Terrier group

From the little Cairn to the larger Airedale, these dogs are generally bouncy and charismatic pooches. Although they have significant exercise requirements, these dogs are smaller than the herding and sporting members, and will often get a fair amount of daily exercise around the house. They should still get a 30-60 minute moderate intensity walk daily.

The natural digging instincts of these breeds makes them the perfect contender for sports like Earthdog; where dogs go through underground tunnels to find their prey.

Hound group

This is a very diverse group that encompasses two types of dogs – the sight hounds and scent hounds. Sight hounds like Greyhounds, wolfhounds, and deerhounds have lower exercise needs. Although they have very muscular builds, they are sprinters that release energy in quick bursts. A 20-30 minute daily walk will suffice, but allow them a couple of harder sprint workouts per week. Scent hounds like Beagles, Bloodhounds and Coonhounds have higher exercise needs, similar to the sporting group.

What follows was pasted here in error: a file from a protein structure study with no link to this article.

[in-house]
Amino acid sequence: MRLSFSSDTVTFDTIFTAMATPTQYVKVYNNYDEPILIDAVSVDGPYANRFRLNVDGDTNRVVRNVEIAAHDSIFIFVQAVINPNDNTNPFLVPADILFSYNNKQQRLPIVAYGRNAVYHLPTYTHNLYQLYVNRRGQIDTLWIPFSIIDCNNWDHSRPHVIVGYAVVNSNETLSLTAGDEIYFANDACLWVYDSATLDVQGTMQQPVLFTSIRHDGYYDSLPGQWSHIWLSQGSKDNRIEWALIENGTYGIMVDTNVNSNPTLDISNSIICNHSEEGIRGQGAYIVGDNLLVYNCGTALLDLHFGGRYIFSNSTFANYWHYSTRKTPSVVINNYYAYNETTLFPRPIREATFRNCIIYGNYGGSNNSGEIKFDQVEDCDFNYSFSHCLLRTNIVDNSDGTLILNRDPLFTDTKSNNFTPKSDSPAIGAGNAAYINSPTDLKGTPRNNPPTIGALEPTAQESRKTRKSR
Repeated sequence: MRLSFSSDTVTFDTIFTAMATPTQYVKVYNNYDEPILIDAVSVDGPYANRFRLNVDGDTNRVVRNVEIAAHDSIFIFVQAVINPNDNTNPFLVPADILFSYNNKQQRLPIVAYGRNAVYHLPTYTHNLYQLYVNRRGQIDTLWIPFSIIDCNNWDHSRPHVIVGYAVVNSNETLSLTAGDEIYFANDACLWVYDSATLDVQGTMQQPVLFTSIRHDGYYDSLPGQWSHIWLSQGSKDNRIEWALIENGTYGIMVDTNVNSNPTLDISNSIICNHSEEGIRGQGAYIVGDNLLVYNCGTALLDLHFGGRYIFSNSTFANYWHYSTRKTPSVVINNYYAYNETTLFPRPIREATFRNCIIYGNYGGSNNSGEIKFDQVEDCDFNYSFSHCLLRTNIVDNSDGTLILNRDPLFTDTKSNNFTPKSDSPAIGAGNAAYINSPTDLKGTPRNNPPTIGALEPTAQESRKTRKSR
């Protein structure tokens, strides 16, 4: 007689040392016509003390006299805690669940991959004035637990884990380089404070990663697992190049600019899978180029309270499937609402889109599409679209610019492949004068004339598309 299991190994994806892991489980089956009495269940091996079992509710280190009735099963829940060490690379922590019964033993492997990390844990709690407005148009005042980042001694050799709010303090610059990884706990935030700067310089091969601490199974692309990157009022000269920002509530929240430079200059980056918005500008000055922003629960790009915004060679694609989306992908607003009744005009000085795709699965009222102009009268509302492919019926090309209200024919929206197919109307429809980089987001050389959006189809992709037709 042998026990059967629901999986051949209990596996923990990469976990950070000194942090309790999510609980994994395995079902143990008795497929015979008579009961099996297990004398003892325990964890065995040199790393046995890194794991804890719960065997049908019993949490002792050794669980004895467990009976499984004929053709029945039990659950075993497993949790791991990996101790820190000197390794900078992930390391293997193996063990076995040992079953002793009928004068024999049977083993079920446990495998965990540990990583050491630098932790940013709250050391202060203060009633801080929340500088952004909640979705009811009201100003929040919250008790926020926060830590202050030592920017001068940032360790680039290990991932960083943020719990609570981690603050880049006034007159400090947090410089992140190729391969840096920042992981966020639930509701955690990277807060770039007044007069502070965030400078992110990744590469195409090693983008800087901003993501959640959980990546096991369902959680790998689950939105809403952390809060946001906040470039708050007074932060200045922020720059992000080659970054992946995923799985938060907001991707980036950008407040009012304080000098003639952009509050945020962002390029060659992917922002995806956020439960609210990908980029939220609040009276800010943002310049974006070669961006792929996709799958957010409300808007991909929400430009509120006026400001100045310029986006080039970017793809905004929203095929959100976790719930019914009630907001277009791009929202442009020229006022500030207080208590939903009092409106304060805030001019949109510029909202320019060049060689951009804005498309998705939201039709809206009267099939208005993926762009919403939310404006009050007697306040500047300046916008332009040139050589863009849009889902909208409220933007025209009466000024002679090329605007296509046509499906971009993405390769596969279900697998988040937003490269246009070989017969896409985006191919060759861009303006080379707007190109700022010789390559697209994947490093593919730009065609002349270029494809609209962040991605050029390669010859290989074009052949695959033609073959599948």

There dogs make perfect hunting companions. In addition to this, they excel at sports that require 'hunting' like Lure Chasing. Lure Chasing is when your pup chases a mechanically drawn lure, kicking into their natural hunting instincts.

Toy group 

Many breeds fit into this category, including Poodles, Chihuahuas and Maltese. Even though these cuties are smaller than the rest, they still need exercise! They have a propensity toward obesity and often do not get the level of daily activity that they require. They can, however, get a significant amount of exercise in a much smaller area.